It was known as “Black Wednesday”. September 16, 1992. I was sitting in the offices of Rothschild Investment Bank in Singapore, managing their gold trading desk. For months, pressures were building “under the floor” of the British Pound as its inclusion in the ERM (European Rate Mechanism) and Britain’s desire to see their currency hold above 2.7 GBP to 1 Deutschemark was out of kilter with the fundamental differences between the health German economy and Britain’s economy with low growth and high inflation. Something had to give.
For some months, George Soros’s Quantum Fund had recognized the pressures building up and by August 1992 he had built a 1.5 billion Pound short position in the market, speculating that the fixed rate mechanism would not survive and the market would force a revaluation downwards of the Pound.
By September 16 Soros had built a 10 billion Pound short position.
It was late in Asia and London traders had just started to open for the day. Something big was going down. The currency brokers had the Pound/Mark bid at 500 pips above where the actual market was trading, and it was bid in huge size of minimum 100 million Pounds. Clearly that was the Bank of England trying to hold the currency up, yet the real market decided it was a lot lower. Something was very amiss. I called the traders at Rothschild London. It was clear that this currency was now an open window and was only going to move one way.
Compounding the weakness was the fact that despite the Bank of England not only bought 2 billion Pounds every hour in an attempt and support it, but they pushed rates way higher to 12%. Yet the currency failed to rally. It only emboldened the market to attack the currency furtherWith this being the case, I sold GBP/DM with the intention of seeing a once in a lifetime opportunity come my way. I was looking for somewhere between 1500 and 2000 pips with very little risk. I sold what was a large position back then relative to other trades and left a stop of 200 pips and my take profit in 2 lots of 1400 and 1800 pips for half of the position at each level. I then proceeded to go out to a nice dinner with my wife. And all I did was look at my price pager looking at almost every pip the thing was trading. When Stephanie asked me, “why are you looking at that thing all through dinner?” I replied with “I just need to know what is going on”.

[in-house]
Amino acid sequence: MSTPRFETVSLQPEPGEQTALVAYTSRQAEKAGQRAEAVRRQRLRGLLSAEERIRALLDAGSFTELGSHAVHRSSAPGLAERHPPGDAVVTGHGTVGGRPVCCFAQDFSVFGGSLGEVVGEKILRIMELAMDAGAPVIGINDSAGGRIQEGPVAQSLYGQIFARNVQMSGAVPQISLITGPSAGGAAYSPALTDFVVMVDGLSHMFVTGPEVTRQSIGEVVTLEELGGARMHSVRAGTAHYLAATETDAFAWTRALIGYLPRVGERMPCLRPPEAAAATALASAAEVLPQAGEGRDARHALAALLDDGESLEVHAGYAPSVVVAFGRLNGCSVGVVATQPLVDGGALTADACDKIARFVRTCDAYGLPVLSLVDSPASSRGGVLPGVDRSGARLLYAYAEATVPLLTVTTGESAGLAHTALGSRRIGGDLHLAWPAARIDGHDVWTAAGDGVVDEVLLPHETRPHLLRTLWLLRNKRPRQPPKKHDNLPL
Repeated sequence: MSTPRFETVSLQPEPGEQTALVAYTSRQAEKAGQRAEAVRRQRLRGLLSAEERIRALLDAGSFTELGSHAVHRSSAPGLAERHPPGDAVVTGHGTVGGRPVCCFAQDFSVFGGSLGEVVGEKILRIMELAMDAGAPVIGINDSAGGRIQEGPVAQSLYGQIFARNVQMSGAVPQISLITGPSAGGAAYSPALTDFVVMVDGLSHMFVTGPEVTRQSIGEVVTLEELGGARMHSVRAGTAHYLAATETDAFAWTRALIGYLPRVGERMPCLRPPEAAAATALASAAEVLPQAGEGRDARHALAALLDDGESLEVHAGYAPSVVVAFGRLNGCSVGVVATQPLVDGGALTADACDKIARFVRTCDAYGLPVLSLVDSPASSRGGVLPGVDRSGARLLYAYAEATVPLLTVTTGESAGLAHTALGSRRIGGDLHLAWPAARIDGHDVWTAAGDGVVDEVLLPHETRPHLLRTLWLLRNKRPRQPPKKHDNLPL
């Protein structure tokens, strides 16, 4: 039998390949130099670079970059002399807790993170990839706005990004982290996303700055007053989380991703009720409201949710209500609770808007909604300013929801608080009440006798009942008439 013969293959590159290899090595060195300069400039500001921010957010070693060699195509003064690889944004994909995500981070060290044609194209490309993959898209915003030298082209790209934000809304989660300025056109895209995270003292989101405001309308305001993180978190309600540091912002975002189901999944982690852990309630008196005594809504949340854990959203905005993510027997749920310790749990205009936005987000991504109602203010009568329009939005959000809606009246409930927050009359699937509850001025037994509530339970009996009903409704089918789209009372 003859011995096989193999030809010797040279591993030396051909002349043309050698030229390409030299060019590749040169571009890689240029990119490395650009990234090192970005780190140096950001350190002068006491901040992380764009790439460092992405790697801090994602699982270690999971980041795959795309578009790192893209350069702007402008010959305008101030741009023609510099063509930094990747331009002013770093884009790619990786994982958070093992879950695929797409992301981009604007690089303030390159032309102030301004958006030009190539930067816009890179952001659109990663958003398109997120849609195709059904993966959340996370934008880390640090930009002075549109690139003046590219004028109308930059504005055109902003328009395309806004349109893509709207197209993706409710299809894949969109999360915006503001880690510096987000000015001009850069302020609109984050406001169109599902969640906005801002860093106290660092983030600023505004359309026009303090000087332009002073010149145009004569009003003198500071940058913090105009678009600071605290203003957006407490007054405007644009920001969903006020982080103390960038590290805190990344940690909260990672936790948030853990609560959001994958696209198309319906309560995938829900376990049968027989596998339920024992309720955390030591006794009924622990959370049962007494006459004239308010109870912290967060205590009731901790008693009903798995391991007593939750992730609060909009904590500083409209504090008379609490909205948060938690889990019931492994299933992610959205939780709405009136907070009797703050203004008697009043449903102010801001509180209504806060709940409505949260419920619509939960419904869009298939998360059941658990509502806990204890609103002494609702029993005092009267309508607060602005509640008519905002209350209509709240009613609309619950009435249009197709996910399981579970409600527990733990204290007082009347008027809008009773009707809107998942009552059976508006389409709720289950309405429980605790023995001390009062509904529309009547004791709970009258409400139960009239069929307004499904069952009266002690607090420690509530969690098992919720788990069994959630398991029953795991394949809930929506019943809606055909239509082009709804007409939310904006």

We left dinner, and went back home. Just before I went to bed I called the broker and took 100 pips profit. My wife asked “why are you taking it back when you are looking for a huge move lower?”. I said “well I just want to take profit”.
I woke up and the market was 2000 pips lower. I felt sick. This is still the worst trading experience of my 25 years in the markets.
The lesson? Stick to your plan. There is no such thing as greed and fear. It is fear and fear. Fear of losing. But even more so, fear of missing out. I had no reason to cover that position, especially in light of what was going on. That was the last time I ever went against what I knew was a perfectly robust trade. The statistics do not lie. When you put so much work into this business, you are owed something back. Do not mess it up by staring at screens and doing something on a whim. This is a game of patience and grind.